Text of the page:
Ryan Newman is lost to USAC now. Roger Penske will never let Newman make a guest appearance the way Tony Stewart does from time to time. Obviously I'm still going to USAC races but there's a big void for me without Ryan Newman.
I miss Jason Leffler at the USAC races too. Unfortunately for Jason he'll probably be back. His NASCAR Winston Cup career has gotten off to a rocky start this season. The phrase I see most often in regard to Leffler and Winston Cup is "tough learning curve." I hope Jason gets the opportunity to grow in Winston Cup but Chip Ganassi isn't known for his patience.
I've attended five USAC shows this season. I have plans to go to four more. That means I'm on pace to match my total of nine USAC events during each of the past two seasons.
"Thunder in the Dome XVII" - March 10
Since the first time they had this event in January 1985 I toyed with the idea of going. I finally made it this year. However I'm pretty sure my first trip to "Thunder in the Dome" will also be my last. They reportedly cover the cement floor in the RCA Dome with Coca Cola syrup concentrate in an attempt to add traction to the racing surface. The combination of burnt Coke syrup and the fumes from the engines in the USAC midgets filled the air. Within minutes of arriving I was sneezing and choking and that went on for days. I don't know if it can be directly related to the race at the RCA Dome but I contacted what seemed a lot like bronchitis shortly after. My ailments came and went for the next two months. They didn't go away completely until I went to the doctor for an antibiotic in early May.
There was a decent entry at the RCA Dome. Tracy Hines, Dave Darland, Kasey Kahne, Jay Drake, Tony Elliott and Jack Hewitt showed up. Johnny Parsons was entered making one of his rare racing appearances. Michael Lewis, Aaron Fike, A.J. Fike, Robbie Rice, Steve Knepper and Bobby East were entered along with a bunch of NAMARS midget regulars like Matt Westfall, Travis Welpott and Critter Malone. In years past guys like Jeff Gordon, Tony Stewart, Steve Kinser and Kenny Schrader were regular entrants in the event.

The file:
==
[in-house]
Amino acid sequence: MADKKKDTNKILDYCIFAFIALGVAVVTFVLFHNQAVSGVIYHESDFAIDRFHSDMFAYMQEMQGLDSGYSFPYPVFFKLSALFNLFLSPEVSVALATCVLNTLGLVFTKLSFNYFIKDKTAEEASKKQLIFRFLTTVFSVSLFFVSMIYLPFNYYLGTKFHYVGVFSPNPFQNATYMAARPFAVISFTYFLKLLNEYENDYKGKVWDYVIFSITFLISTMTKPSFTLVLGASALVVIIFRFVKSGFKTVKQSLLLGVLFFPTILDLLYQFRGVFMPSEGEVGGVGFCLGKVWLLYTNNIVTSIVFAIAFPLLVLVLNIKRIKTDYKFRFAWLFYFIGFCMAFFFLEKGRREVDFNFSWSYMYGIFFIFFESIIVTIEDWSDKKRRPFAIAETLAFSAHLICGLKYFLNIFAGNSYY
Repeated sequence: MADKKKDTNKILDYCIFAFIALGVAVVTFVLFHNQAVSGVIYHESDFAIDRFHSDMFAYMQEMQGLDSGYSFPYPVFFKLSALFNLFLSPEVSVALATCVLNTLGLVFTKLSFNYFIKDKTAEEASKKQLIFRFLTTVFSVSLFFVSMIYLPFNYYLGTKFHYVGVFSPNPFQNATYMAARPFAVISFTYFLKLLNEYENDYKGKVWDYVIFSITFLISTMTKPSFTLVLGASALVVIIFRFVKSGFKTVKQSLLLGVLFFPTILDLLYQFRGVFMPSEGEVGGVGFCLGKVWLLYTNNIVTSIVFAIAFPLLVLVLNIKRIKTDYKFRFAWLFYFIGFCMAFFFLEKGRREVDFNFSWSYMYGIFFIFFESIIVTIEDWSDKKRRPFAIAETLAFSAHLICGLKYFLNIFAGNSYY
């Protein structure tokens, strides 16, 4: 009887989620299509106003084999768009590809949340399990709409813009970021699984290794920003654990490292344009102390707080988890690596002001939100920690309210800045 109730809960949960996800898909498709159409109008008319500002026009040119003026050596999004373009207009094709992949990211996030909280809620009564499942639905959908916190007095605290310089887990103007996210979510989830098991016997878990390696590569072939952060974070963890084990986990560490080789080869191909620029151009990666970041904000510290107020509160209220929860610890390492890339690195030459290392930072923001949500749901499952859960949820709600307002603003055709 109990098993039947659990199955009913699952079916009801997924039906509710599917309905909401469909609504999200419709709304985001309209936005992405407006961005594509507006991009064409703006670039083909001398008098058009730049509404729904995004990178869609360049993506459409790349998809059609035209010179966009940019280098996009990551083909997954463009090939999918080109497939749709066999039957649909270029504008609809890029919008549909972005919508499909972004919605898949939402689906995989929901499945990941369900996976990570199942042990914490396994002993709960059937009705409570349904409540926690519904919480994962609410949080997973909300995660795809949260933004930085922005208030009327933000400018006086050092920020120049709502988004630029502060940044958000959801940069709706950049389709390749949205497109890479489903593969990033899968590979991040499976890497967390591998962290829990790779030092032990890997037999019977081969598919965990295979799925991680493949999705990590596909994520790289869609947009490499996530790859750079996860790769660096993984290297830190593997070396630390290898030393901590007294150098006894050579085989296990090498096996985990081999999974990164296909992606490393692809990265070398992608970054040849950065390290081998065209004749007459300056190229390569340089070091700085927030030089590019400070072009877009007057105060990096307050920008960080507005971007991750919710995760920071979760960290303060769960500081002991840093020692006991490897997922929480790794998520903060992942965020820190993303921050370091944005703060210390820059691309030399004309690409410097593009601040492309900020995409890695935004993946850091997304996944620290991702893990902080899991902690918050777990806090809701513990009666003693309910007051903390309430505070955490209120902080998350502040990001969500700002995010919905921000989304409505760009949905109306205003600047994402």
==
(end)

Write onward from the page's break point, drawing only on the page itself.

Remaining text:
At the RCA Dome drivers are divided into two groups known as Team Indiana and Team USA. There were six preliminary races which set the field for the 100 lap feature. People talk about how loud it is when the Winston Cup cars race at Bristol. If you like loud go to the RCA Dome next year when they run this event. After 100 laps with 24 midgets barely able to squeeze on the small temporary oval all I could think about was getting outside for some fresh air.
The race wasn't very good either. Donnie Lehmann led the first 20 laps before giving way to Jim Hettinger and that was it. Tracy Hines tried to make it exciting by passing a bunch of cars. But he wasn't able to overtake Hettinger and finished second.
"Coca Cola 100" - Indianapolis Raceway Park - May 12
The sun was out all day at the Indianapolis Motor Speedway on Saturday May 12 as qualifications opened for the 85th "Indianapolis 500." But it was windy and cool. I got to the Speedway early and went to my favorite photo location in the grandstand E penthouse overlooking turn one. The wind was whipping through the penthouse making it even more cold. By 3:00 PM I was tired and ready to go home. My two guys Al Unser Jr. and Tony Stewart both qualified for the "500" by that time along with several other contenders. I decided to catch the rest of Pole day qualifications on TV at home. In retrospect I wish I had remained at the Speedway because I missed a lot of prime drama and key "500" qualification runs.
So it was hard for me to get off the couch to go to Indianapolis Raceway Park for the 100 lap Silver Crown race. Tony Stewart was entered but for some reason or another he decided not to race at IRP. However Mike Bliss was also entered in Tony Stewart's usual Silver Crown ride, the red Foyt - Snider number 11 or 111 or whichever it is on any given night. I missed seeing Bliss race in his person during his USAC glory days and I decided to go to the race.
It was cold. I went to the restroom about seven or eight times at IRP. I was worn out and ready to do my racing from the couch at home. I was glad the race concluded in 35 minutes.
Paul White passed Tracy Hines for the lead on the first lap. Kasey Kahne, Dane Carter, Russ Gamester, Dave Darland and Bliss followed the two leaders during the opening laps. Bliss was charging however and went under White on lap ten to grab the lead. Then Mike proceeded to pull away from the pack. Gamester moved into second and tried to catch Bliss but it was hopeless. At the finish Mike lapped all but second place Gamester. But Russ was nearly 3/4 lap behind.
As an aside I do have a vivid USAC memory from Indianapolis Raceway Park involving Mike Bliss. It was another ESPN Thunder show and it was a next day replay which I watched from my apartment in Chicago. In this same Silver Crown race in May 1996 I watched Bliss pull a slide job off corner four to beat Kenny Irwin by inches